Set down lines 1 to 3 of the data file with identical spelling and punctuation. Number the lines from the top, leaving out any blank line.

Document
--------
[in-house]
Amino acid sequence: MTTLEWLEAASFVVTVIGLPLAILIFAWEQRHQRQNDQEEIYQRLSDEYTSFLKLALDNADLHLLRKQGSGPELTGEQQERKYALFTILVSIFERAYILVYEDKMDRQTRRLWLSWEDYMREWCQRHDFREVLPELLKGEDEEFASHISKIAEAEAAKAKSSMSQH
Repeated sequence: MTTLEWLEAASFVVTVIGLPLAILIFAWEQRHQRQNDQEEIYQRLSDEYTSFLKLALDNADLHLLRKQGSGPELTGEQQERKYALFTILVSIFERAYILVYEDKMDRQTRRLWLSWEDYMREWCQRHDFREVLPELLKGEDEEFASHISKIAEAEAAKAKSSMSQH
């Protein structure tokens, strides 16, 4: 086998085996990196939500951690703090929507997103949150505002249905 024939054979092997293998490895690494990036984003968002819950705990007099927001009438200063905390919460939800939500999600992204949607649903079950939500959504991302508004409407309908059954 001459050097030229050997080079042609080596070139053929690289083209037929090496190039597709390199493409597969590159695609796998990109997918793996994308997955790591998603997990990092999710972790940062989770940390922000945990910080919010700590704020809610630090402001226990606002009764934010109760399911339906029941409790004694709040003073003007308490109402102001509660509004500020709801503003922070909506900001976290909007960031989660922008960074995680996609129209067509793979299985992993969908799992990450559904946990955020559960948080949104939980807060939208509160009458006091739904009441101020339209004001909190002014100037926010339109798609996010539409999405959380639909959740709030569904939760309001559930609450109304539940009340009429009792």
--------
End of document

[in-house]
Amino acid sequence: MTTLEWLEAASFVVTVIGLPLAILIFAWEQRHQRQNDQEEIYQRLSDEYTSFLKLALDNADLHLLRKQGSGPELTGEQQERKYALFTILVSIFERAYILVYEDKMDRQTRRLWLSWEDYMREWCQRHDFREVLPELLKGEDEEFASHISKIAEAEAAKAKSSMSQH
Repeated sequence: MTTLEWLEAASFVVTVIGLPLAILIFAWEQRHQRQNDQEEIYQRLSDEYTSFLKLALDNADLHLLRKQGSGPELTGEQQERKYALFTILVSIFERAYILVYEDKMDRQTRRLWLSWEDYMREWCQRHDFREVLPELLKGEDEEFASHISKIAEAEAAKAKSSMSQH